FI Research Summary: Fathers’ Impact on Young Children’s Language and Literacy

7 November 2014

• The time spent by fathers in reading to very young children is the strategy most consistently associated with their early reading and writing skills (Clark, 2009)

• When fathers of 1-2 year olds read lots of books to them, their children tend to be more interested in books later (Lyytinen et al, 1998).

• Pre-schoolers whose dads read and talk to them a lot behave and concentrate better at nursery, and do better in maths as well (Baker, 2013).

• Such early, sensitive involvement by dads continues to deliver benefits. At age five, their children know and use more words, can pick out letters more accurately, and are better at problem solving; by age ten, their vocabulary is wider and their maths skills are better, too (McKelvey et al, 2010).

• Verbal exchanges between fathers and their infants and between mothers and their infants are each found independently and uniquely to predict pre-schoolers’ social competence and lower aggression. These, in turn, shape their verbal skills in adolescence (Feldman et al, 2013).

• Sex-of-child makes a great difference to parents’ behaviour: both fathers and mothers are more likely to engage in literacy activities with girls (Leavell et al, 2012).

• Fathers tend to be more ‘demanding’ of their young children conversationally – asking lots of ‘wh’ questions, for example. By contrast, mothers tend to repeat their children’s utterances back to them. Fathers’ ‘wh’ questions may result from fathers’ being less familiar with their children’s speech than mothers (for review, see Tamis-LeMonda et al, 2013).

• Recent research is showing far more similarities than differences in mothers’ and fathers’ speech with young children, possibly as fathers spend more time with them (for review, see Tamis-LeMonda et al, 2013).

• A ‘Head Start’ intervention with fathers of 3-5 year olds found the more the fathers participated in the programme and the more the fathers’ ‘play behaviour’ with their children improved, the more the children’s ‘academic readiness’ skills improved (Roggman et al, 2004).

• A case study approach explored the effects of a family-environment literacy intervention with 25 fathers and their 5-year-old children. The findings indicated that the fathers promoted their children’s literacy development when they learned literacy strategies and activities in the programme (Saracho, 2007).

• When addressing literacy in the home, it’s important to work with both parents, since both fathers’ and mothers’ participation in home literacy activities is connected with children’s progress (Tamis-LeMonda et al, 2013).

• Low income fathers’ and mothers’ joint supportiveness of their two-year-olds correlates (independently of other effects) with the child’s language and arithmetic scores at age ‘rising five’ (Martin et al, 2007).

• Young children with two unsupportive parents score lowest on language development (Martin et al, 2007).

• Toddlers with two supportive parents do best of all (Ryan et al, 2011)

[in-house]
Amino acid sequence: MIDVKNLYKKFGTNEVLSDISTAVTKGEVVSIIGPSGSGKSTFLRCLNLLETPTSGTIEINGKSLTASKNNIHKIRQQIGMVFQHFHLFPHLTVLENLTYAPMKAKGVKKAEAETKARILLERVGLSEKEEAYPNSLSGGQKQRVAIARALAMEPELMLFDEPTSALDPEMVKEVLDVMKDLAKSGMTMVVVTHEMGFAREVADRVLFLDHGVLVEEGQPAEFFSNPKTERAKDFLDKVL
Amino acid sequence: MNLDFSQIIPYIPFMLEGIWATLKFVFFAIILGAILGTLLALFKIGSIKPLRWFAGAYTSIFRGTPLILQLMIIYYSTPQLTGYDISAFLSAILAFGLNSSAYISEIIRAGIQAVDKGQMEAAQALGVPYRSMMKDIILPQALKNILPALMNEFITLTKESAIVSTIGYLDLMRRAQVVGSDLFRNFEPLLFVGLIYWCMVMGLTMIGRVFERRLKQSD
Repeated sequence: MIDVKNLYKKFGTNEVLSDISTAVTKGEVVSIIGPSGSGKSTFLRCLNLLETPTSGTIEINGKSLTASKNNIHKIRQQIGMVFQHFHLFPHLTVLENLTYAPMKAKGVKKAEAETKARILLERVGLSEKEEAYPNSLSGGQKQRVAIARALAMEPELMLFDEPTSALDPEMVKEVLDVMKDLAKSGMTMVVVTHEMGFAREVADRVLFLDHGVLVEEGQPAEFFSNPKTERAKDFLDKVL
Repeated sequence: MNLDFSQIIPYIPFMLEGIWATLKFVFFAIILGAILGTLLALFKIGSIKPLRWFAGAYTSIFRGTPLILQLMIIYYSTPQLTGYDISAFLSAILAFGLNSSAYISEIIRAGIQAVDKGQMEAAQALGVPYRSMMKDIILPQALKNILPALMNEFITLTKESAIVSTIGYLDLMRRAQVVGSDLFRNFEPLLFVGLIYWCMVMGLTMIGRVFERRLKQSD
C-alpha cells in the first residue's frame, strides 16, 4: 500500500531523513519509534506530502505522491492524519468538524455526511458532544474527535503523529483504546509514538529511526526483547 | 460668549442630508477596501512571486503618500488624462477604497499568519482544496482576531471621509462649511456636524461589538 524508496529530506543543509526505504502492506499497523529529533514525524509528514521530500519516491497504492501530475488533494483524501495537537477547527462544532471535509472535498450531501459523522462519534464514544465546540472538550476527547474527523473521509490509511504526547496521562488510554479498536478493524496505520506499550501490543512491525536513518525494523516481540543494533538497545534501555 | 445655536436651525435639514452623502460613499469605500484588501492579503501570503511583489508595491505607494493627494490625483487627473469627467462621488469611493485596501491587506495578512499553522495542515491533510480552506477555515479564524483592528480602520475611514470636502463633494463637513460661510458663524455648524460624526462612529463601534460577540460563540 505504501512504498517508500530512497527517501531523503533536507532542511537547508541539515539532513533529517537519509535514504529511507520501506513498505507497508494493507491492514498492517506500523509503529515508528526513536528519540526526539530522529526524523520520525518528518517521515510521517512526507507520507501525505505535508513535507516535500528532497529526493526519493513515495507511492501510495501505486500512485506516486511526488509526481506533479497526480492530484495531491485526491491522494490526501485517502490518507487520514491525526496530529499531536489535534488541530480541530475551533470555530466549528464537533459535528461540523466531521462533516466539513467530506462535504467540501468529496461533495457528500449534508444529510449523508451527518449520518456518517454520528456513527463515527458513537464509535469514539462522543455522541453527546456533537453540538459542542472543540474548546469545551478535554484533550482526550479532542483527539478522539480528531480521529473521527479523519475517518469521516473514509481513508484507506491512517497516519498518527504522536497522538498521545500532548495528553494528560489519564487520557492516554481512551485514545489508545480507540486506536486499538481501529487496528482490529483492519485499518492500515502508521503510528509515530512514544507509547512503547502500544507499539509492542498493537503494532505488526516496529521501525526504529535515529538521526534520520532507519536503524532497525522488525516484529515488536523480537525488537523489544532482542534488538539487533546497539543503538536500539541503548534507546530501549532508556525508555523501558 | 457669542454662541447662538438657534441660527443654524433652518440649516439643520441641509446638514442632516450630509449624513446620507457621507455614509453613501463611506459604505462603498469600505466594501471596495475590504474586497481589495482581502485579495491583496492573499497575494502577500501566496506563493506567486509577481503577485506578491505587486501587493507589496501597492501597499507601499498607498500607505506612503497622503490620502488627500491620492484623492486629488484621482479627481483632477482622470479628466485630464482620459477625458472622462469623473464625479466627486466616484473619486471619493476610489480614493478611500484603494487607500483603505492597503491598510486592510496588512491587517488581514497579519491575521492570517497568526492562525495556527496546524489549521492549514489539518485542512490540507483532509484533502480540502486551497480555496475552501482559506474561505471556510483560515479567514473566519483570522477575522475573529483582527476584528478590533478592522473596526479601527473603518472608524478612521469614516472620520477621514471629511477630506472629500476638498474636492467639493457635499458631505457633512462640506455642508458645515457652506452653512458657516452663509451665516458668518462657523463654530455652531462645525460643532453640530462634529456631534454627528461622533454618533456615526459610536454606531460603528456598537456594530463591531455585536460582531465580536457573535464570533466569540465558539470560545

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Download a PDF of this research summary: FI Research Summary Fathers Impact on Young Childrens Language and Literacy

REFERENCES

Baker, C.E , 2014. African American fathers’ contributions to children’s preschool reading and math achievement: evidence from two-parent families from the Early Childhood Longitudinal Study – Birth Cohort. Early Education and Development, 25(1), pp.19-35

Clark, C. (2009). Why fathers matter to their children’s literacy. London: National Literacy Trust.

Feldman, R., Bamberger, E. and Kanat-Maymon, Y., 2013. Parent-specific reciprocity from infancy to adolescence shapes children’s social competence and dialogical skills. Attachment and Human Development, 5(4),pp.407-23

Leavell, A.S., Tamis-LeMonda, C.s., Ruble, D.N., Zosuls, K.M. and Cabrera, N.J., 2012. African American, White and Latino Fathers’ Activities with their Sons and Daughters in Early Childhood. Sex Roles, 66(1-2), pp.58-65

Lyytinen, P., Laasko, M. and Poikkeus, S., 1998. Parental contribution to child’s early language and interest in books. European Journal of Psychology of Education, 13, pp.297-308.

McKelvey, L, Schiffman, R. and Fitzgerald, H.E., 2010. Father behaviour in interaction with toddlers. Poster presentation at the 11th biennial meeting of the World Association for Infant Mental Health, Leipzig, Germany.

Martin, A., Rebecca M. Ryan, R.M, and Brooks-Gunn, J., 2007. The joint influence of mother and father parenting on child cognitive outcomes at age 5. Early Childhood Research Quarterly, 22 (4), pp.423–439.

Roggman, L. A., Boyce, L. K., Cook, G. A., Christiansen, K. and Jones, D., 2003.. Playing with daddy: a positive impact of Early Head Start. Fathering Special Issue: Fathers in Early Head Start, 2, pp83-108. Earlier version accessed 17 March 2014: http://digitalcommons.usu.edu/cgi/viewcontent.cgi?article=1214&context=fchd_facpub

Ryan, R.M., Martin, A. and Brooks-Gunn, J., 2006. Is one good parent good enough? patterns of mother and father parenting and child cognitive outcomes at 24 and 36 months. Parenting 6(2/3), pp.211 – 228

Saracho, O.N., 2007. Fathers and young children’s literacy experiences in a family Early Child Development and Care, 177(4), pp.403-415

Tamis-LeMonda, C.S., Cabrera, N.J. and Baumwell, L., 2013. Fathers’ role in children’s language development. In Natasha J. Cabrera and Catherine S. Tamis-LeMonda, Handbook of Father Involvement: multidisciplinary perspectives, 2nd ed. New York: Routledge

 

 

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